Expect plenty for Tesco shareholders to chew over in this week’s trading update after a baptism of fire for boss Ken Murphy, who had to contend with l
Expect plenty for Tesco shareholders to chew over in this week’s trading update after a baptism of fire for boss Ken Murphy, who had to contend with last-minute Covid restrictions during his first Christmas in charge.
The good news is that Britain’s biggest retailer will likely report stonking sales – thanks in part to the shutdown of restaurants driving shoppers to supermarkets.
However, the lack of festive get-togethers and the latest lockdown is hurting Tesco’s Booker division, which supplies caterers. Any indications of annual profits will be examined after Tesco agreed last month to repay £585 million in business rates relief to the Government.
Analysts at Barclays argue that, after an underwhelming year for the shares, Tesco has brighter prospects in 2021
Analysts at Barclays argue that, after an underwhelming year for the shares, Tesco has brighter prospects in 2021 with sales trends likely to improve and Brexit uncertainty lifted.
Can Murphy make this the year Tesco’s stock finally begins to simmer?
Admiral boss is swift to act
The City gave a sharp salute to Admiral’s first female boss, Milena Mondini de Focatiis, who took over at the insurer this month.
She’s quickly seen shares reach a record high after the £500 million sale of Confused.com’s owner to Uswitch parent company ZPG, a deal struck by her predecessor David Stevens.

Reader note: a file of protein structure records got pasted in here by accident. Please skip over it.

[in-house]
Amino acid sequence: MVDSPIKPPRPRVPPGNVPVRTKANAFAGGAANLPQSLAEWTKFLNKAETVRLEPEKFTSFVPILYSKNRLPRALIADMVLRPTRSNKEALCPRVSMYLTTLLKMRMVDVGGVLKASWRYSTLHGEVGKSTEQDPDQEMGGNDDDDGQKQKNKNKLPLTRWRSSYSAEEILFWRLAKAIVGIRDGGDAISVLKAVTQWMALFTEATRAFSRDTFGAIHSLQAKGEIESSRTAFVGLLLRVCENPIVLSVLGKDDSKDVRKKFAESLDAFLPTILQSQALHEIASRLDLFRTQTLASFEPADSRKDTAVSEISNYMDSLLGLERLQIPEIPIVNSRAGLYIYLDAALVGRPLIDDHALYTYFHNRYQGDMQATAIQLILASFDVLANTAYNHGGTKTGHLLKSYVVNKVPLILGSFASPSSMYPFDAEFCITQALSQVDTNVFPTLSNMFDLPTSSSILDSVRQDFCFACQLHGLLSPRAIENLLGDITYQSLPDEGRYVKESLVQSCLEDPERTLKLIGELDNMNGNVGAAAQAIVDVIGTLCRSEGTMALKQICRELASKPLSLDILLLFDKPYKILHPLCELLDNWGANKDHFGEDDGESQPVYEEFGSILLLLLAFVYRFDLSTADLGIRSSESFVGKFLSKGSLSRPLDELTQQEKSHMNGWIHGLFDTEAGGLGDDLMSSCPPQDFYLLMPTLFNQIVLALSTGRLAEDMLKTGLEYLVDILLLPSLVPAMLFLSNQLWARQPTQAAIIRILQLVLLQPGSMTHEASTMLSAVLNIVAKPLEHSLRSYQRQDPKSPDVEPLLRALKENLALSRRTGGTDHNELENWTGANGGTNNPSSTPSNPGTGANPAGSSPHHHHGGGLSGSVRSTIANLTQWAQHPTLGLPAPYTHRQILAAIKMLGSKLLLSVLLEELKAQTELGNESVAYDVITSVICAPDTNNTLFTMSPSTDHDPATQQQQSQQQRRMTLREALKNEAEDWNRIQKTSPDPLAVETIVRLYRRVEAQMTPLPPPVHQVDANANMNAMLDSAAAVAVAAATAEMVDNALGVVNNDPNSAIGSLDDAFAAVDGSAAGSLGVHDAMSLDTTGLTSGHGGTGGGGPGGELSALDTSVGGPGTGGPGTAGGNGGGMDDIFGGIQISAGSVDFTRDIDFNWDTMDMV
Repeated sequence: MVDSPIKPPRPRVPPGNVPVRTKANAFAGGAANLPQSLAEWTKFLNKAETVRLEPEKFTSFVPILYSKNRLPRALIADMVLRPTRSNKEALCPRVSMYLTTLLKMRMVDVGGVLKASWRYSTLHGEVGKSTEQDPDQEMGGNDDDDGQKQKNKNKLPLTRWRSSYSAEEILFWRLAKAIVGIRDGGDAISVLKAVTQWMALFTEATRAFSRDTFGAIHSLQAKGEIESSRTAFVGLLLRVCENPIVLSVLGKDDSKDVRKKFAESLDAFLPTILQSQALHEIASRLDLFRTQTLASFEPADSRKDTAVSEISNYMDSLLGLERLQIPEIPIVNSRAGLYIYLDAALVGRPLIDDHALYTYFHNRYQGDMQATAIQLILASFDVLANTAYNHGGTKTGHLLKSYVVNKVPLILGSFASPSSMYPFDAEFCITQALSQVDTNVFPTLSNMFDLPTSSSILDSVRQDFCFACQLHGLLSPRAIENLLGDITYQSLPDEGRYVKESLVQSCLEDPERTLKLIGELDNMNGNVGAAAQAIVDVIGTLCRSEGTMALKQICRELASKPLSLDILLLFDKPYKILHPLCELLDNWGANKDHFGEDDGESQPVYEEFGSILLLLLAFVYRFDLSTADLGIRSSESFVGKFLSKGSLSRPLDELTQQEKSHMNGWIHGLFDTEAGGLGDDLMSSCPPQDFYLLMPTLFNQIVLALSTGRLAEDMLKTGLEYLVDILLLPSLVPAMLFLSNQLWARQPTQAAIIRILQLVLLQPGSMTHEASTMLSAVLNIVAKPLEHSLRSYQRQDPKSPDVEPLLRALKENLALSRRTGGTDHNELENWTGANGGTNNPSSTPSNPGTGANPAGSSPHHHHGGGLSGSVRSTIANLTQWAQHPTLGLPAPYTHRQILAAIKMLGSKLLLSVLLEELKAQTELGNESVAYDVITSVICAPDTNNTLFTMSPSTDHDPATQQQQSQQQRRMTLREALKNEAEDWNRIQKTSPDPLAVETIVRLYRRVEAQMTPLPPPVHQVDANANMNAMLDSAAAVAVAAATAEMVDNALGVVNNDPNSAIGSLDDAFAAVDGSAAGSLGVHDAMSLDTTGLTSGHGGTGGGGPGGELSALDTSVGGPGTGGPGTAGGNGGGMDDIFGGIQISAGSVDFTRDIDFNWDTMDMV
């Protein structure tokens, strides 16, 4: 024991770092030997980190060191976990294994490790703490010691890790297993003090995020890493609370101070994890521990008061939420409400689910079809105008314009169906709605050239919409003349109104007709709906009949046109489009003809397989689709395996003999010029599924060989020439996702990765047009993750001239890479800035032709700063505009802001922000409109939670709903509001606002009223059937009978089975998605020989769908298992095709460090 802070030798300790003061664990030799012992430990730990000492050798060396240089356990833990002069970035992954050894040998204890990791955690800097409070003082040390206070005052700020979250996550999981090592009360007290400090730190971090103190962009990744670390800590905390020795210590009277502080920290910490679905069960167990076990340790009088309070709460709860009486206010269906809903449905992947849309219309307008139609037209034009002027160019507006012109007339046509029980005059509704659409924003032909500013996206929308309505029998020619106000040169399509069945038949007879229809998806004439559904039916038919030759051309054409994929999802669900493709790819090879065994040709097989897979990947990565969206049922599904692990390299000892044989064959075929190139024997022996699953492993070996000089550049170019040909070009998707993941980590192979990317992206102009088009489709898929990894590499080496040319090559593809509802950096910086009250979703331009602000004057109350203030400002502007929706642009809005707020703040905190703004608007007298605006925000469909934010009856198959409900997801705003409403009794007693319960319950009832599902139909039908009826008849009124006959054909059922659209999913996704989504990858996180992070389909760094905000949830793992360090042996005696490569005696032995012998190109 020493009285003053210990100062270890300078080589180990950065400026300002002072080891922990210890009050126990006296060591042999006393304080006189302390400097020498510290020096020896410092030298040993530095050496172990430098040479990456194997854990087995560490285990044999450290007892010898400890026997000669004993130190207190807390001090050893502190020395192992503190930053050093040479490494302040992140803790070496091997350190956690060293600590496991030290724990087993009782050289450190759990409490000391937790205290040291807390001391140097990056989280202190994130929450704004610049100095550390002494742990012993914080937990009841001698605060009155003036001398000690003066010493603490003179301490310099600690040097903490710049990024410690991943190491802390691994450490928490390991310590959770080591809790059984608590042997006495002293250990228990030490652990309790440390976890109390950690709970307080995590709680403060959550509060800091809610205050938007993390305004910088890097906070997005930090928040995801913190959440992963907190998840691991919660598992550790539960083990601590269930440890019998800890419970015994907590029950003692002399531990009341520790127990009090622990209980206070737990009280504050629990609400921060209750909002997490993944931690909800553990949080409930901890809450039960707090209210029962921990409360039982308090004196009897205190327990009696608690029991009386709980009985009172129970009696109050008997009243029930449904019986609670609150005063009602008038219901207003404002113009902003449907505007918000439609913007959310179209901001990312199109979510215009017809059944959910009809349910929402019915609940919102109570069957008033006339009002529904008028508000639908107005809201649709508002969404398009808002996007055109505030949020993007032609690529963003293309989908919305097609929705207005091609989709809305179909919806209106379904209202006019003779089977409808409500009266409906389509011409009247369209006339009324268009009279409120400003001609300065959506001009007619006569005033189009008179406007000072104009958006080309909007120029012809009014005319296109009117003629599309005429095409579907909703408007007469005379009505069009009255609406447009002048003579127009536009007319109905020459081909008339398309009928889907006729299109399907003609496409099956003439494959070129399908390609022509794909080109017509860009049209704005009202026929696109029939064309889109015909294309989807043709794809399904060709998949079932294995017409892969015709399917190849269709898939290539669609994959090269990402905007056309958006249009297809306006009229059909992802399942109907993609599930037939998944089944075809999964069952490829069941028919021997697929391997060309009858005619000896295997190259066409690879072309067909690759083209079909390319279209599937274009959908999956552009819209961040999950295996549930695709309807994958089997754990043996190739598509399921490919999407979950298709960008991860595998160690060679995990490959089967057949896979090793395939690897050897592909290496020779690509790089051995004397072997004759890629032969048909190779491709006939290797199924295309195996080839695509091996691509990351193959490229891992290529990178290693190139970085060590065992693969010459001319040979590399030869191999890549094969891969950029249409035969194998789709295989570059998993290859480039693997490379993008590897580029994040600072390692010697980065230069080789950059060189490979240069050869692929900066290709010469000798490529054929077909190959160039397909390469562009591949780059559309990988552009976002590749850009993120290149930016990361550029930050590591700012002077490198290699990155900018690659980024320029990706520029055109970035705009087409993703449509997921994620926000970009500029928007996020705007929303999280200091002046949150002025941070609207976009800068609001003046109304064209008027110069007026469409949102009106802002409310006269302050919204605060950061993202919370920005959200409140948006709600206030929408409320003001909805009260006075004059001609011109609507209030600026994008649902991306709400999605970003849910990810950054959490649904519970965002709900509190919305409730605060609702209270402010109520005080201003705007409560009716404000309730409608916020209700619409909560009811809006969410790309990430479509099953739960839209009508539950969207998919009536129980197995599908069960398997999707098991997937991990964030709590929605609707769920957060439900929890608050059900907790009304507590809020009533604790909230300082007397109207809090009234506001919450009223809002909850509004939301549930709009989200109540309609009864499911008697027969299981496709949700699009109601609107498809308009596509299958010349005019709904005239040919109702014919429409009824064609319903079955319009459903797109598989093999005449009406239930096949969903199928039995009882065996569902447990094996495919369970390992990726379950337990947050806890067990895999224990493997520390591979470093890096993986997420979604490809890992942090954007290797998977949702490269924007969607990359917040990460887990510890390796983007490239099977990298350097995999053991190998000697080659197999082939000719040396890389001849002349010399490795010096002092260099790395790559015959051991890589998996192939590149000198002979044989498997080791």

What’s more, lockdowns have aided car insurers as claims have dropped with drivers staying home.
But hedge funds – including Brexit backer Sir Paul Marshall’s Marshall Wace – are betting against the stock with nearly 2 per cent of the shares out on loan. Marshall is estimated to be worth £630 million, so worth listening to if he’s called the peak after a buoyant, decade-long run for the shares.
Are investors right to buy British for better times after lockdown?
It’s probably been the gloomiest start to a year for as long as many can remember.
So what happened? The UK stock market jumped, of course. Contrary as this may seem, there is some logic to investors buying into the hope that better times lie ahead.
On this podcast, Georgie Frost, Lee Boyce and Simon Lambert look at what the fresh lockdown means for the economy and why investors are choosing to look straight through it and develop a new appetite for buying British.
Marshall Motor boss upbeat
Marshall Motor chief Daksh Gupta is in an alarmingly chipper mood. The AIM-listed car seller, which runs 113 franchised dealerships, has had to shut showrooms in the lockdown.
But Gupta says trade is surprisingly strong for servicing, repairs and click and collect sales.
And the acquisition addict is ready to expand. Since taking charge in 2008 Gupta has struck 167 deals – buying and selling small chains and large groups of forecourts.
With £30 million of cash on its balance sheet, the firm looks well-oiled amid troubled peers. Gupta says: ‘Businesses that went into this weak are in the weakest position. We’re well positioned as an acquisitive business and keen to strengthen, particularly in the South-East.’
Next finance boss sells some shares
It is testimony to Next’s popularity in the City that the retailer’s shares are now back above their pre-pandemic levels – surging 124 per cent from April lows – despite the Covid shutdown of its physical stores.
Finance chief Amanda James has certainly noticed the stock’s revival, selling £225,000 of shares for personal reasons. Time for some online shopping.